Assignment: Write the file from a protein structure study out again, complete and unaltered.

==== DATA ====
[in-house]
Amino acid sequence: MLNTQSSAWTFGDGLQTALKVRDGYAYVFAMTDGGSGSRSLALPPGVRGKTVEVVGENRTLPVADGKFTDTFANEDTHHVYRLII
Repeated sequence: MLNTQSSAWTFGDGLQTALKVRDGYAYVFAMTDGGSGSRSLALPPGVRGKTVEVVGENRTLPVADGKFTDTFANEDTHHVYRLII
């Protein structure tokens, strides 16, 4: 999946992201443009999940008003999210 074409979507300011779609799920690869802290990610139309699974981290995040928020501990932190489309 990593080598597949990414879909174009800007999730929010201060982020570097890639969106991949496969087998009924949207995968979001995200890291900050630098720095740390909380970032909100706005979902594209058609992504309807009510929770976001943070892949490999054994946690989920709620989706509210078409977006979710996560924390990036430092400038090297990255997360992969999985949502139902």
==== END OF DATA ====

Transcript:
[in-house]
Amino acid sequence: MLNTQSSAWTFGDGLQTALKVRDGYAYVFAMTDGGSGSRSLALPPGVRGKTVEVVGENRTLPVADGKFTDTFANEDTHHVYRLII
Repeated sequence: MLNTQSSAWTFGDGLQTALKVRDGYAYVFAMTDGGSGSRSLALPPGVRGKTVEVVGENRTLPVADGKFTDTFANEDTHHVYRLII
């Protein structure tokens, strides 16, 4: 999946992201443009999940008003999210 074409979507300011779609799920690869802290990610139309699974981290995040928020501990932190489309 990593080598597949990414879909174009800007999730929010201060982020570097890639969106991949496969087998009924949207995968979001995200890291900050630098720095740390909380970032909100706005979902594209058609992504309807009510929770976001943070892949490999054994946690989920709620989706509210078409977006979710996560924390990036430092400038090297990255997360992969999985949502139902």